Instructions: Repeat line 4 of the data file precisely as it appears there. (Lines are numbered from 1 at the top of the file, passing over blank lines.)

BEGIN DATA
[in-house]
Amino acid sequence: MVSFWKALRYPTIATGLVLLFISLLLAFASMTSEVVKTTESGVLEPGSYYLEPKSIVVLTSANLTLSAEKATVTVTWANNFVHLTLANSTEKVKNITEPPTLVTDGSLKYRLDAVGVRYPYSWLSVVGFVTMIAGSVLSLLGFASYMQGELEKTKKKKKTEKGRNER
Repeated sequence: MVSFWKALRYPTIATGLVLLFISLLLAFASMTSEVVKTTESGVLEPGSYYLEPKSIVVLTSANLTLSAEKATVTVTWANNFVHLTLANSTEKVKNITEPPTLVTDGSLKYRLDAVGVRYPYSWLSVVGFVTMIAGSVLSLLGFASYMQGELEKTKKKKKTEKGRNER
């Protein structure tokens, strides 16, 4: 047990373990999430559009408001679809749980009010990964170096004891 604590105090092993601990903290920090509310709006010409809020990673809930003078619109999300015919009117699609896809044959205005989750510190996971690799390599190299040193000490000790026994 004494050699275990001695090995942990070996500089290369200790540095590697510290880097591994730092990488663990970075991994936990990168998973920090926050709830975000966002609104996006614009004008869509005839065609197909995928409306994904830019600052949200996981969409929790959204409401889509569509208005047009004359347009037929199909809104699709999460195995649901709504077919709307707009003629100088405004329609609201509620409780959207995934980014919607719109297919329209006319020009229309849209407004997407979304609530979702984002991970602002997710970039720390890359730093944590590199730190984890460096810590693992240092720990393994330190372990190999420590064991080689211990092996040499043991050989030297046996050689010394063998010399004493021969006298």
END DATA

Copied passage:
């Protein structure tokens, strides 16, 4: 047990373990999430559009408001679809749980009010990964170096004891 604590105090092993601990903290920090509310709006010409809020990673809930003078619109999300015919009117699609896809044959205005989750510190996971690799390599190299040193000490000790026994 004494050699275990001695090995942990070996500089290369200790540095590697510290880097591994730092990488663990970075991994936990990168998973920090926050709830975000966002609104996006614009004008869509005839065609197909995928409306994904830019600052949200996981969409929790959204409401889509569509208005047009004359347009037929199909809104699709999460195995649901709504077919709307707009003629100088405004329609609201509620409780959207995934980014919607719109297919329209006319020009229309849209407004997407979304609530979702984002991970602002997710970039720390890359730093944590590199730190984890460096810590693992240092720990393994330190372990190999420590064991080689211990092996040499043991050989030297046996050689010394063998010399004493021969006298």